Being empathetic is understanding your staff’s human condition, recognizing the challenges in their lives, and being kind. When a leader shows empathy for the difficulties his or her staff is facing, they earn the dedication and loyalty of the team.
Now go out and make sure that you have the four elements — confidence, decisiveness, intuition and empathy — as part of your leadership manifest. If you find you are lacking one of these elements, arrange for some coaching to help you develop it.
You can do this!”
Another question might be, “What makes a good mentor?” Or how about, “What is the mark of a good mentee?”
A recent article in the Wall Street Journal, written by Wendy Lea the CEO of Get Satisfaction a technology platform, titled “Behind Every Successful Person, There’s a Mentor”, connected with me. I started to make a list of the mentors that I trusted, listened to, admired, shadowed, debated, and valued who have infinitely shaped my life and career – both those known personally and the many whose careers I have followed at a distance – and the list was long! So I started another one. The second one narrowed the number to just a handful of mentors whose honest, direct, sincere, and encouraging one-on-one moments and messages have forever influenced my personal and professional style and attitude.
The topic is one that I have already covered in another post but, a recent special section titled “What’s Holding Women Back” and a follow-up article, “How Women Can Get Ahead: Advice from Female CEOs” in the Wall Street Journal (articles attached) have sparked such incredible dialogue I wanted to be sure that everyone has had a chance to read them, contemplate the many issues debated and even join in the discussion and offer your own tips and travails. The topic is always hot – the limited number of women who have reached the top spots in corporate America – but what really struck me is the optimism, confidence and encouraging outlook shared by many who participated in the conversation, both in the articles and other social medium.
So, you want to be a CEO of the brightest and most respected company? You may have an awesome concept or a one-of-a-kind product that everyone needs and wants, but do you have the team with you to really make an impact in the marketplace? Are you capable of revolutionary leadership?
One of my favorite moments as a corporate executive was when I had the great opportunity to challenge the thought coming from within the organization – or better yet, toss a completely new out-of-the-box concept into the middle of my spirited group when they were least expecting it and let them challenge and contest the very core of it. If my team wasn’t prepared for debate how could we know that the idea was going to hold up when we rolled it out publicly? How can you know that the idea, product or service is the best it could possibly be if you didn’t have diversity of thought and deliberation and open review by those that should be your most passionate fans…and ultimately your sale force?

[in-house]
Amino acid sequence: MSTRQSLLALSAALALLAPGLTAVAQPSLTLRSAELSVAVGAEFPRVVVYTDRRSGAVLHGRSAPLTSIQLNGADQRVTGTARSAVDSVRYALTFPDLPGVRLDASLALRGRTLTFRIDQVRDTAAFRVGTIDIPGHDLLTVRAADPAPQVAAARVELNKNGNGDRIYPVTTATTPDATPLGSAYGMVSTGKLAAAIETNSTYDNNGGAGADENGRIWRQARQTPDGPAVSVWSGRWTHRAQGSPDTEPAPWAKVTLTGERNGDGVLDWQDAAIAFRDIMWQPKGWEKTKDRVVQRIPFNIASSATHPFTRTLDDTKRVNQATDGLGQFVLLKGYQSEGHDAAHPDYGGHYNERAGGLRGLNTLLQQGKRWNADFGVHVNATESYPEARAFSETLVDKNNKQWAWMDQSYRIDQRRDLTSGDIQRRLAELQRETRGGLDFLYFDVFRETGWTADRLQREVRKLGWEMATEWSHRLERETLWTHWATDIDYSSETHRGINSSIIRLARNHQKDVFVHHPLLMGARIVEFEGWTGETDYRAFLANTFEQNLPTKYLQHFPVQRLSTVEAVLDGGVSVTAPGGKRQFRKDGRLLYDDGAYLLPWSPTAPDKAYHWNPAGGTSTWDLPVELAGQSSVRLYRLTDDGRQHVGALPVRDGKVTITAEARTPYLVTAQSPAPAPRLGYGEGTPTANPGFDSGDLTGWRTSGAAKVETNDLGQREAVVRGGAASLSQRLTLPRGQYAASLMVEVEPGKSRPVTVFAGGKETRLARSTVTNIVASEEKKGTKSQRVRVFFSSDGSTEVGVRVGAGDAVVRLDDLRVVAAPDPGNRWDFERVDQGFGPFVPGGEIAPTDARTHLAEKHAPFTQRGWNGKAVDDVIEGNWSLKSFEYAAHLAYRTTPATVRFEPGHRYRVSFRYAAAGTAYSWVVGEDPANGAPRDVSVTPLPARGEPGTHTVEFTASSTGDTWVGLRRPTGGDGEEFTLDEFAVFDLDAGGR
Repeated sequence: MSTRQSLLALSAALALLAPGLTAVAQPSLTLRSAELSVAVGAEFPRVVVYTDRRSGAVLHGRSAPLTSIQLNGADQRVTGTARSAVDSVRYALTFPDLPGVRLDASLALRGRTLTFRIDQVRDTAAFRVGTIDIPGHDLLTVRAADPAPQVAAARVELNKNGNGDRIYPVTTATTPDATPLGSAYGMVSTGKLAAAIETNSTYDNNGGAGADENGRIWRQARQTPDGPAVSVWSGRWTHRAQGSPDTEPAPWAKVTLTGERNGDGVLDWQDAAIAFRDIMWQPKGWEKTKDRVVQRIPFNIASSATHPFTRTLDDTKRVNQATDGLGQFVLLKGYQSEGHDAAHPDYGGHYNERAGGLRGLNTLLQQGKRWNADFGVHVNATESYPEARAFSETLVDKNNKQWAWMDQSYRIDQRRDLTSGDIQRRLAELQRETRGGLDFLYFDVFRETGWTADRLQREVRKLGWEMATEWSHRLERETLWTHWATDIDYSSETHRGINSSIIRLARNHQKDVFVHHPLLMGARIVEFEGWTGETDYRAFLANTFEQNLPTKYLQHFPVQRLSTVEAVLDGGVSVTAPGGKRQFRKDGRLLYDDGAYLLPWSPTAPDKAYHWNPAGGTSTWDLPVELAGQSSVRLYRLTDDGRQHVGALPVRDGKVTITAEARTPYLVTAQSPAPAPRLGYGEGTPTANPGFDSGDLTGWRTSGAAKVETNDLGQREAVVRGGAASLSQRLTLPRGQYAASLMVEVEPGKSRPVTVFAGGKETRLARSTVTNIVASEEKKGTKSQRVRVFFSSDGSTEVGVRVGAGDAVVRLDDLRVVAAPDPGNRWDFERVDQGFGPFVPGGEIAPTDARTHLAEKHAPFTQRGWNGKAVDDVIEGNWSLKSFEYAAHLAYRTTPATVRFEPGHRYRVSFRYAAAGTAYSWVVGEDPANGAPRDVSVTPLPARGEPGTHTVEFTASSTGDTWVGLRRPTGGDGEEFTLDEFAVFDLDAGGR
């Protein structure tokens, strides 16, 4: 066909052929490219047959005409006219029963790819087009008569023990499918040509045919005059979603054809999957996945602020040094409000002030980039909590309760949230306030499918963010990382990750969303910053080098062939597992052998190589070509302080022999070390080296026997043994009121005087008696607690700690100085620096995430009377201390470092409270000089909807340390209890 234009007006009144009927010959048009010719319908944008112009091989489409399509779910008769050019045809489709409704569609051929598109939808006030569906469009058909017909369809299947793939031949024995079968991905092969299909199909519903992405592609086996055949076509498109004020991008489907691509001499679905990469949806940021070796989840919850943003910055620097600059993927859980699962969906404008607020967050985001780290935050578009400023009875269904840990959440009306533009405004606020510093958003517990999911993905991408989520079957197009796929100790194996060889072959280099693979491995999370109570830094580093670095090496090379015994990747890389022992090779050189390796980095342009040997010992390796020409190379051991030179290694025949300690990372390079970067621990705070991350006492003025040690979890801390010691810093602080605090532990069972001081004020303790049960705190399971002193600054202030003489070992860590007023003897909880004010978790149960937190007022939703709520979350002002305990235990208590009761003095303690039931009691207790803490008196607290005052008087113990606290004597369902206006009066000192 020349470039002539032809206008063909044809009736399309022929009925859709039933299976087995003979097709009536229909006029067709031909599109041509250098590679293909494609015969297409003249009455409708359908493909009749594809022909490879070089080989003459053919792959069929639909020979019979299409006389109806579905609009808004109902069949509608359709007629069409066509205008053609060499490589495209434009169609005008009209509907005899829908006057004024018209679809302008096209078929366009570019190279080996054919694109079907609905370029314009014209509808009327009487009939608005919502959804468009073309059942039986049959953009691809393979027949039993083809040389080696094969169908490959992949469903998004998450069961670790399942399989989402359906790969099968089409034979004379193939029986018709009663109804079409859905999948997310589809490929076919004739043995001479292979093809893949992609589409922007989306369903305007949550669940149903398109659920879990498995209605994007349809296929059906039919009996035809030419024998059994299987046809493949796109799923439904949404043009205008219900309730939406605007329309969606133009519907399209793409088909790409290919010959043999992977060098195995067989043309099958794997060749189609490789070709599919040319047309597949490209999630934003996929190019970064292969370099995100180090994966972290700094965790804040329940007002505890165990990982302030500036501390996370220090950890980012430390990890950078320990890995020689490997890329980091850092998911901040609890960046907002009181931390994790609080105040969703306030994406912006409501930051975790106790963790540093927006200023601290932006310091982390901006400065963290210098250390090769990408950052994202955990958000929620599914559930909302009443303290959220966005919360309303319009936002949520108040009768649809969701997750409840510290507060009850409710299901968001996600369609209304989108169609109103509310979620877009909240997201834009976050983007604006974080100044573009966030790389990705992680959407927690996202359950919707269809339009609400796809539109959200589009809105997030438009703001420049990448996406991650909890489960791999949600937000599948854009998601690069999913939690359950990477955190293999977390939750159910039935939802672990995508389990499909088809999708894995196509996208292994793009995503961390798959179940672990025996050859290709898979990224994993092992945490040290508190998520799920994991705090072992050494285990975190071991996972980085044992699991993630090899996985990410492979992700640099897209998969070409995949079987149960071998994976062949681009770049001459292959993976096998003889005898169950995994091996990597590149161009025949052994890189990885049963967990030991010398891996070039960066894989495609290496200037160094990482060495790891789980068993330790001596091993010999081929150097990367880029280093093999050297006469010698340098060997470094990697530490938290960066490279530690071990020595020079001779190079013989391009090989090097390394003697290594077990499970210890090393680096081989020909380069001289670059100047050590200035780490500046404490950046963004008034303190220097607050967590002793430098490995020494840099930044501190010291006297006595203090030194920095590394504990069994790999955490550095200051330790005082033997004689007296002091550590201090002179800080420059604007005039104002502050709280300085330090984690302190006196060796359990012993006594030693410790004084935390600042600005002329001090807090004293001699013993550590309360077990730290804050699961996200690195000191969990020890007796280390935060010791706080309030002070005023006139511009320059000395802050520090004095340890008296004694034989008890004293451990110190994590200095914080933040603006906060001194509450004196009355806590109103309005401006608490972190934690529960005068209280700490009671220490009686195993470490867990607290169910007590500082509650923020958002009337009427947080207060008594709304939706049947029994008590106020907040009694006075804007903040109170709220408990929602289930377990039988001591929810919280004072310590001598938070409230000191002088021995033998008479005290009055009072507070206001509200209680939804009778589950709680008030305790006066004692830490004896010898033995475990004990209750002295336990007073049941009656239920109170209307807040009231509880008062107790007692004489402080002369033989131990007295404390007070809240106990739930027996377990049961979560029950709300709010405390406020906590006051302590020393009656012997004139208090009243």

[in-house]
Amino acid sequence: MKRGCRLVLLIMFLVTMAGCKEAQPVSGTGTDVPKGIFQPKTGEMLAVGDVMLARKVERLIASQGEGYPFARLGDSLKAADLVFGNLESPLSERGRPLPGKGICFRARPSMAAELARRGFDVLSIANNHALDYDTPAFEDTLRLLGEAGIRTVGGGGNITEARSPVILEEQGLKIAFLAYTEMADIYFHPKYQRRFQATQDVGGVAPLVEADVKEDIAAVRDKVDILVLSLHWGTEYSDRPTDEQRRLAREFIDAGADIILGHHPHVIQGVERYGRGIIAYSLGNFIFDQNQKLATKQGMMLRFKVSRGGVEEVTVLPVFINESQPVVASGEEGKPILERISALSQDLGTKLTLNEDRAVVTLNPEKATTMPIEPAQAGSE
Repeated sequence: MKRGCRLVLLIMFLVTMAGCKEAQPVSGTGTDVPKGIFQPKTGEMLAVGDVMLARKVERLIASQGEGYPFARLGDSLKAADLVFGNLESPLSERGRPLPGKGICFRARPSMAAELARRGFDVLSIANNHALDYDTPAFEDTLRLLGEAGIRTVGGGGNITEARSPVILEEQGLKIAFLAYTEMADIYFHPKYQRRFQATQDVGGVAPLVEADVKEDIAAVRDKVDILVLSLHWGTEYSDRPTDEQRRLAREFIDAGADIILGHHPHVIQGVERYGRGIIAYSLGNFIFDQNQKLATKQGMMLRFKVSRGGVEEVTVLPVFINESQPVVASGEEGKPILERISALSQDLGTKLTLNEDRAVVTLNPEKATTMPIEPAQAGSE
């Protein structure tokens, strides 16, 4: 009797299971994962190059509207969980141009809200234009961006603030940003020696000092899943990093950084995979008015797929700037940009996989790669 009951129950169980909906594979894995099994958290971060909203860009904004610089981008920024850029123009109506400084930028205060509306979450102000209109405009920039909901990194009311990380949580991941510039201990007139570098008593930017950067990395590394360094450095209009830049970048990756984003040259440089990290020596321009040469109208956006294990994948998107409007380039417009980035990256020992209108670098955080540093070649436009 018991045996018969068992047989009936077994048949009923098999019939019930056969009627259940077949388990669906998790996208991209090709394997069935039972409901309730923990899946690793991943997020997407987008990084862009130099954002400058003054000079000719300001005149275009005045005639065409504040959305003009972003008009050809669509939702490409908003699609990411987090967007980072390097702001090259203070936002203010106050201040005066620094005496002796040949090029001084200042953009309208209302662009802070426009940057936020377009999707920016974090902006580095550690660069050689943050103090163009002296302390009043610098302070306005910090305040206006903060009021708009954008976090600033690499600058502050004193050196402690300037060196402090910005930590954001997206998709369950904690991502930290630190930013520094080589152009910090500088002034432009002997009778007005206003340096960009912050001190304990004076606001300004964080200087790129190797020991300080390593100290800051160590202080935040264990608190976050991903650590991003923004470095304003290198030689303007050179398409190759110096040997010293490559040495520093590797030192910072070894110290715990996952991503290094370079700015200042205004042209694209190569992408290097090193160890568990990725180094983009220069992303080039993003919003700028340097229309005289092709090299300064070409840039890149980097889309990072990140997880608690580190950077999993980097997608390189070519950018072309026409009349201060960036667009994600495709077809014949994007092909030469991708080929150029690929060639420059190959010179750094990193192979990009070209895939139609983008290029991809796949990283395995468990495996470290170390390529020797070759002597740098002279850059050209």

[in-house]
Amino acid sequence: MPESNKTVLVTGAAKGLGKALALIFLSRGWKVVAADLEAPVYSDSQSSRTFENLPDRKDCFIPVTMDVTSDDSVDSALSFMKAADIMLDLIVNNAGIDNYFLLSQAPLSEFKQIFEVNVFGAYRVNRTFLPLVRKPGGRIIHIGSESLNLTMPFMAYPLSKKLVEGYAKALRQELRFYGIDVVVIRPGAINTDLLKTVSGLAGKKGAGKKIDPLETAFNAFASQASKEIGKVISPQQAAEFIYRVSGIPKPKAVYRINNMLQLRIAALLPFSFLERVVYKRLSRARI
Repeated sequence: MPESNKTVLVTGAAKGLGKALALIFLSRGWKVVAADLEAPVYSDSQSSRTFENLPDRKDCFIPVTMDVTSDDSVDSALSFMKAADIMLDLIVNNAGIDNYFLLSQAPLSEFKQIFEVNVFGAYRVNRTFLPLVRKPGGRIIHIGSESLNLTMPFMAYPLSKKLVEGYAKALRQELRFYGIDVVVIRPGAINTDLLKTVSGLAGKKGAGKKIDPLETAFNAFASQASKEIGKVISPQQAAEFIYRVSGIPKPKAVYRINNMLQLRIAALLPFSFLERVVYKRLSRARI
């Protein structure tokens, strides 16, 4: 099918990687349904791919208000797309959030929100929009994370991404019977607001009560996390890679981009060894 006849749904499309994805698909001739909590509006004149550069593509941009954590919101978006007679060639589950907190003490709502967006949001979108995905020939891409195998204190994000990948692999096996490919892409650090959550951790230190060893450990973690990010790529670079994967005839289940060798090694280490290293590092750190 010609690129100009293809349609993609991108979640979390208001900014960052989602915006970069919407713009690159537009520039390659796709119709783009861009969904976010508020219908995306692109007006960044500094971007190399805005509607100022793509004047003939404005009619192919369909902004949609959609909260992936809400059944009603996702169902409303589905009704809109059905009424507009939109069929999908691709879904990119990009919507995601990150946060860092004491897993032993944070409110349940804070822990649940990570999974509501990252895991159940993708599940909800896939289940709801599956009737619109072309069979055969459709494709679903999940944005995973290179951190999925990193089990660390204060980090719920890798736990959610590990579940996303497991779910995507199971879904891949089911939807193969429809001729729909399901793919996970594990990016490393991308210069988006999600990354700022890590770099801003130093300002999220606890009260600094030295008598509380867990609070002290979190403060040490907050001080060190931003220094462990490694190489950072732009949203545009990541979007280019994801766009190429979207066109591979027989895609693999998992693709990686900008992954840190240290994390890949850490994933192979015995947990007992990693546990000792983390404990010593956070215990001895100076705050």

“Form Follows Function” is a term coined in the worlds of art and architecture however it provides a great route for leaders to direct necessary, positive and continual successful change in organizations. The phrase essentially suggests that your primary function – your purpose, ideals, strategic goals, systems – defines your organization. Your form is what your clients see or perceive such as customer experience, client compassion, a vibrant business culture for your employees, the product your produce or even your building. Your ability and success in adjusting and adapting to the ever-changing marketplace has to be rooted in your purpose.
Well, the answer is yes…and no. Who doesn’t need to know that they are appreciated on occasion? However, when it comes to leadership, there is a clear difference in styles – and success – between those that need to “hear” the applause and those that “feel” the sense of accomplishment in order to be fulfilled. That’s not to say that an “atta girl” every now and then doesn’t help, just that leading by way of waiting for recognition at every turn is doing you, your co-workers and employees, and company a terrible disservice.
Anyone who has spent even the briefest time working with me knows how I feel about this topic. When I was appointed to take over leadership of The Colony Beach & Tennis Resort on Longboat Key, of the 300 or so employees and dozens of department heads and supervisors, women managers could easily have been counted on one hand. While at first it didn’t register as an issue needing attention, a swift but unforced transition took place.